Before the court may grant authority to a guardian to exercise any of the rights specified in s. 744.3215(4), the court must:
(1) Appoint an independent attorney to act on the incapacitated person’s behalf, and the attorney must have the opportunity to meet with the person and to present evidence and cross-examine witnesses at any hearing on the petition for authority to act;
(2) Receive as evidence independent medical, psychological, and social evaluations with respect to the incapacitated person by competent professionals or appoint its own experts to assist in the evaluations;
(3) Personally meet with the incapacitated person to obtain its own impression of the person’s capacity, so as to afford the incapacitated person the full opportunity to express his or her personal views or desires with respect to the judicial proceeding and issue before the court;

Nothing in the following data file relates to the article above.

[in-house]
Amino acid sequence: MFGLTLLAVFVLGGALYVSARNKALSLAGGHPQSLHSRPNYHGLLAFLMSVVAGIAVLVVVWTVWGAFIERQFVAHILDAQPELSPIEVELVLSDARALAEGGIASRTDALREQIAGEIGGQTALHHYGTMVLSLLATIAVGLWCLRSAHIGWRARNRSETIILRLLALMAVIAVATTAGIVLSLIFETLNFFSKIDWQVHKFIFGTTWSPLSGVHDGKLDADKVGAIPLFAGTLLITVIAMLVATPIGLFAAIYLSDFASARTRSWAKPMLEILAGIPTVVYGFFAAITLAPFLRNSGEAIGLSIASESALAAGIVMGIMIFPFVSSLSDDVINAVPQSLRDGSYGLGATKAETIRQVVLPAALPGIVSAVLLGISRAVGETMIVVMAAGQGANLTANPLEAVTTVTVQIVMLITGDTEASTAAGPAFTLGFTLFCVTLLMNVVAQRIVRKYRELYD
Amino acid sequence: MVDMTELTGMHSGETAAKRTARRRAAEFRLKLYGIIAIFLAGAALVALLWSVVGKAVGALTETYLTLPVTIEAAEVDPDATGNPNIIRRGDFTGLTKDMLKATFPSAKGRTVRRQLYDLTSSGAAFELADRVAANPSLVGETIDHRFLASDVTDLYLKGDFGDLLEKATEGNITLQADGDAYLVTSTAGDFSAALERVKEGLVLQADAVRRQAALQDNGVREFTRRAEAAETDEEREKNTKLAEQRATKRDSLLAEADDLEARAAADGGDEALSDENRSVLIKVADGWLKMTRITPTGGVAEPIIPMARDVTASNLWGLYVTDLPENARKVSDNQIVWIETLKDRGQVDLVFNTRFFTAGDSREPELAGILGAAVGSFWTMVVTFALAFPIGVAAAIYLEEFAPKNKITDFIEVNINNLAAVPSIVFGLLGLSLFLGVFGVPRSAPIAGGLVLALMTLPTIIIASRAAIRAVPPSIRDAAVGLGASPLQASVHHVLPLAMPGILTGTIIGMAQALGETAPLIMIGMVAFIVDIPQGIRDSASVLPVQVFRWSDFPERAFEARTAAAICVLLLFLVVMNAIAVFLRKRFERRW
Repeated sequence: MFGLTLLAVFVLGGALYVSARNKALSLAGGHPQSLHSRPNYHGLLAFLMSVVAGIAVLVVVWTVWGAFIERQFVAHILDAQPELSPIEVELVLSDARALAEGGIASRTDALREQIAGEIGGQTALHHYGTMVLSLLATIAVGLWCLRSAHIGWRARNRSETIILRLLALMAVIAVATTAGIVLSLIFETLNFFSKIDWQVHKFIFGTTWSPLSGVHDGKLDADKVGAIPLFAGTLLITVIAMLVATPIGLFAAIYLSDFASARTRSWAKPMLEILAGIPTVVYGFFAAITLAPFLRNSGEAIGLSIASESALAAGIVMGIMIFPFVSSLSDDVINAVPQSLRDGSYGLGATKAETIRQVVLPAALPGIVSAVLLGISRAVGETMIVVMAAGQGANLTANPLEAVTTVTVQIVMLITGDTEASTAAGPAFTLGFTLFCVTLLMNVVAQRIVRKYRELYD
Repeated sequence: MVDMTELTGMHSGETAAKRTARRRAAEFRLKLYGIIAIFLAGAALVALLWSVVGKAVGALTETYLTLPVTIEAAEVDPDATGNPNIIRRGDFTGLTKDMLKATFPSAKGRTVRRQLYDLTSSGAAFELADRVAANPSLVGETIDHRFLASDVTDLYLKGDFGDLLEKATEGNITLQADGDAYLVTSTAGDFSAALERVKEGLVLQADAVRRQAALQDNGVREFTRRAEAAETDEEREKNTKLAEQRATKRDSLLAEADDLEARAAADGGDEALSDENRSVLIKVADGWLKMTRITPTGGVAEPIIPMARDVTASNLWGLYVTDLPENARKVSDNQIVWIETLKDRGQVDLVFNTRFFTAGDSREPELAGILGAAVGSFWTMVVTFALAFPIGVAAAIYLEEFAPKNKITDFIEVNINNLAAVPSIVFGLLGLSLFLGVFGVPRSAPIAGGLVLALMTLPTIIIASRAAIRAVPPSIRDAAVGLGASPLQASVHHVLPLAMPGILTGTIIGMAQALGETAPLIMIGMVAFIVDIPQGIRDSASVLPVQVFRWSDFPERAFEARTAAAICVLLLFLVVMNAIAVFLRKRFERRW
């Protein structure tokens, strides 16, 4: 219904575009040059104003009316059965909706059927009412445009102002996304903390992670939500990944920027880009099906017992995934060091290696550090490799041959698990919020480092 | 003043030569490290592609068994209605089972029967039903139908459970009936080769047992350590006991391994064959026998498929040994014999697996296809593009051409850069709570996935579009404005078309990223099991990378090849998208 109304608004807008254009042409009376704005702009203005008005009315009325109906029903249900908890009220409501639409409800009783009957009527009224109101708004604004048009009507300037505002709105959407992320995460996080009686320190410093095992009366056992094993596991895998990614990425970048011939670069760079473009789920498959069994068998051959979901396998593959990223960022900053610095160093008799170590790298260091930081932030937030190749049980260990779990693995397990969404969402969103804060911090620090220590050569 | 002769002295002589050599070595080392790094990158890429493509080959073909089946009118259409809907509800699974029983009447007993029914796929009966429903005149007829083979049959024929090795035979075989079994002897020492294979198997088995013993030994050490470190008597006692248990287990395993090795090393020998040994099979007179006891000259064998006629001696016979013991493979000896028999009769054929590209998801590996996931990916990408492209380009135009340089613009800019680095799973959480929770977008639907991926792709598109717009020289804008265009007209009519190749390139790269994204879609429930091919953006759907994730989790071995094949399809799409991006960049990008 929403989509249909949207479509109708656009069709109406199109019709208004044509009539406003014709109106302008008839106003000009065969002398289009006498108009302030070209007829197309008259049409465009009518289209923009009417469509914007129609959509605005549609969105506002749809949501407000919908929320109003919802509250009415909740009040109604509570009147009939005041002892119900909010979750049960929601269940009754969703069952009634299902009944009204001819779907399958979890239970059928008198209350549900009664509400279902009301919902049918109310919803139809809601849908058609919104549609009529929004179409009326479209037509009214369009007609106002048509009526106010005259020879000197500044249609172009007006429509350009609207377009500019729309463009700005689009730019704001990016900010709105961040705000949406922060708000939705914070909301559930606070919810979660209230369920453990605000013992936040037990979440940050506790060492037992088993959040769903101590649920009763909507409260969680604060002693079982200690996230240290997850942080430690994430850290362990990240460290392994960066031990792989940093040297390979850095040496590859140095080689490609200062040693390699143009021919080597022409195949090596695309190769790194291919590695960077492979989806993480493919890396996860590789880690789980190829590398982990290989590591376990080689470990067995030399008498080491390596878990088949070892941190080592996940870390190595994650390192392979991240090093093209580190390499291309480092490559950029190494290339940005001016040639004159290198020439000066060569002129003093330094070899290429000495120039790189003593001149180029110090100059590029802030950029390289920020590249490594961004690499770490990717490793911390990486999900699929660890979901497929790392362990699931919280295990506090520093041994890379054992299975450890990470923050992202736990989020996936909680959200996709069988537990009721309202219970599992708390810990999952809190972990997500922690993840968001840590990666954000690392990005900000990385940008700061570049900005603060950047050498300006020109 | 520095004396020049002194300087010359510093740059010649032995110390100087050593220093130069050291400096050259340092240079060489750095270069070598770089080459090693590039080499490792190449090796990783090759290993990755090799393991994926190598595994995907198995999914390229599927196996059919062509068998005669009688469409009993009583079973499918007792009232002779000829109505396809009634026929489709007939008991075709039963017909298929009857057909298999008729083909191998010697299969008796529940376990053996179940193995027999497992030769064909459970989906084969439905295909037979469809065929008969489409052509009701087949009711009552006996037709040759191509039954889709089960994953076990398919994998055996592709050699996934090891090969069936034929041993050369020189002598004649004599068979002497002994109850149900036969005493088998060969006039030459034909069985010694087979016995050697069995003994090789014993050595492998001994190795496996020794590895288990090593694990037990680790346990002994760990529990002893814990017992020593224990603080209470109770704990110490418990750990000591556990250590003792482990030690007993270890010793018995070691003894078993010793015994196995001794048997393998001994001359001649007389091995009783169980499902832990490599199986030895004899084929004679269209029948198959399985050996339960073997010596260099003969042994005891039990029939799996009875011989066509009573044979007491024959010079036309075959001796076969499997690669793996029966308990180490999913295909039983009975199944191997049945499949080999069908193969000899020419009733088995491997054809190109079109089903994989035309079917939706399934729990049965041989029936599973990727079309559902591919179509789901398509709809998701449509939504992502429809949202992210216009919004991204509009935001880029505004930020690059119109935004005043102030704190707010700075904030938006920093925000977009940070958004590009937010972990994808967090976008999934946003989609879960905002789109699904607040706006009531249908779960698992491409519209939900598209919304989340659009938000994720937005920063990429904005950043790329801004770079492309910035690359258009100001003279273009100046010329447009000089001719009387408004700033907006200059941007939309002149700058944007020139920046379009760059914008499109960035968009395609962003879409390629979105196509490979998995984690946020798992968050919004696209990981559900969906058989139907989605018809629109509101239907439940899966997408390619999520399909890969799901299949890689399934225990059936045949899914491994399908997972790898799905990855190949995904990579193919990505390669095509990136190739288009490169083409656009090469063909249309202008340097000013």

(4) Find by clear and convincing evidence that the person lacks the capacity to make a decision about the issue before the court and that the incapacitated person’s capacity is not likely to change in the foreseeable future;
(5) Be persuaded by clear and convincing evidence that the authority being requested is in the best interests of the incapacitated person; and
(6) In the case of dissolution of marriage, find that the ward’s spouse has consented to the dissolution.
The provisions of this section and s. 744.3215(4) are procedural and do not establish any new or independent right to or authority over the termination of parental rights, dissolution of marriage, sterilization, abortion, or the termination of life support systems.